On the heels of his ratings-topping appearance on NBC’s “Saturday Night Live,” Justin Timberlake chose to extend his run on the late-night TV circuit with a weeklong gig on the network’s “Late Night With Jimmy Fallon.”
But if the goal was to drive chatter and excitement around new album The 20/20 Experience, Timberlake might have gotten a bigger bump if he’d chosen to be on “Conan” instead, according to data from Next Big Sound, a digital data-tracking firm that focuses on the music industry.
Just how big is the “Conan” bump? To find out, the New York research group analyzed data from hundreds of artist appearances on seven late-night shows going back to 2009.
A gig on TBS’ “Conan” boosted Facebook likes by 73% on average, Twitter followers by 95% and Wikipedia searches by 175% the day after the show, according to Next Big Sound. Appearances on “Fallon” yielded more modest results -- a 31% increase on Facebook, 82% on Twitter and 91% on Wikipedia.
“Saturday Night Live” also scored highly, with artists earning a gain of 51% on Facebook, 77% on Twitter and 298% on Wikipedia. No wonder Timberlake has chosen to be on the weekly comedy show five different times during his career, including twice with then-“SNL” cast member Fallon.
Of the four social media platforms monitored in Next Big Sound’s survey, YouTube was the least susceptible to the late-night effect. “One explanation is that videos of performances are typically published the following day, but can be found on the official channels for the shows as opposed to those of the performers,” says Next Big Sound data journalist Liv Buli, who notes that her firm only counts video plays on an artist’s channel, not a show’s channel.
Boosts to social media mentions are nice for building fan bases, but how well do late-night appearances translate to sales? Artists who appeared on “Saturday Night Live” had a 100% increase in iTunes track sales on average the day after their appearance. Those who were on CBS’ “Late Show With David Letterman,” “Conan” or “Fallon” had sales bumps of slightly more than 40%, according to Next Big Sound. Artists who appear on “Conan” on average see a 50% increase in iTunes album sales and Facebook fans, and a 40% increase in traffic to their website. “What makes the impact from ‘Conan’ even more impressive is that although the show starts 35 minutes earlier than ‘Letterman,’ ‘Leno’ and ‘Kimmel,’ it airs on basic cable as opposed to network,” Buli says.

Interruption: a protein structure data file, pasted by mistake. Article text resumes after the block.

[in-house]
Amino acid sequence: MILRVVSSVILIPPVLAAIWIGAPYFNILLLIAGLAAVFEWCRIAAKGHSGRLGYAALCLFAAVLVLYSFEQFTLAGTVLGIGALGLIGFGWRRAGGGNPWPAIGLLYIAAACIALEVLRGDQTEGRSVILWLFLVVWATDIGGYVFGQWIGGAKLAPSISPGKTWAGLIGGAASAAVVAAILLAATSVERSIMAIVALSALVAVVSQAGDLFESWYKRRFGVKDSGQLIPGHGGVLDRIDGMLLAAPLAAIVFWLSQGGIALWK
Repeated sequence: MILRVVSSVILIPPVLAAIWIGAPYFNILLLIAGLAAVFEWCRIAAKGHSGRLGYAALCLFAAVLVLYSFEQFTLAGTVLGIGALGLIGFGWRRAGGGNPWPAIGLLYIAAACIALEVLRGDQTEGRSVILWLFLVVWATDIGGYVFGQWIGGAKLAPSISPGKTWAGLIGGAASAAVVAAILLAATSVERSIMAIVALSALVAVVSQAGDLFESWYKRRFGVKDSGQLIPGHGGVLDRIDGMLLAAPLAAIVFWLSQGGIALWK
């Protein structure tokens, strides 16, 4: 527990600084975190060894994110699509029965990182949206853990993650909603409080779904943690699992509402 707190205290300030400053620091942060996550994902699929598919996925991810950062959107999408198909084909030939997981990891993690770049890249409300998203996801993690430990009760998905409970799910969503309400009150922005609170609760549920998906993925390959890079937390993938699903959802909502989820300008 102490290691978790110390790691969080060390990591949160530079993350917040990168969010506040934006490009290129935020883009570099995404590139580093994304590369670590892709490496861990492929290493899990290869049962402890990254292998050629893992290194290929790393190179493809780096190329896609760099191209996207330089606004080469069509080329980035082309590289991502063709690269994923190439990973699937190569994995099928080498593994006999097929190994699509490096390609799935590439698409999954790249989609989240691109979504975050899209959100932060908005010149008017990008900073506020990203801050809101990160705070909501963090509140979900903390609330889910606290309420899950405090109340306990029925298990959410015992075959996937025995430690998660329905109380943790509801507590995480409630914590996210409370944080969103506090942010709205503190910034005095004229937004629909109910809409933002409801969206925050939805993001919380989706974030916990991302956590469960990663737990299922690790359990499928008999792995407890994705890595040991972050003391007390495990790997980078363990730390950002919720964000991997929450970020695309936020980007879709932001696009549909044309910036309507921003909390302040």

For artists trying to decide which show to target, Buli and her colleagues recommend “Conan,” even though the show generally has lower ratings and doesn’t yield as big of a sales boost as “Saturday Night Live.” Why?
Because “SNL” “airs live only once a week, meaning there are less opportunities for artists to score an appearance,” Buli says. “If you had to pick, ‘Conan’ is your best bet for overall impact.”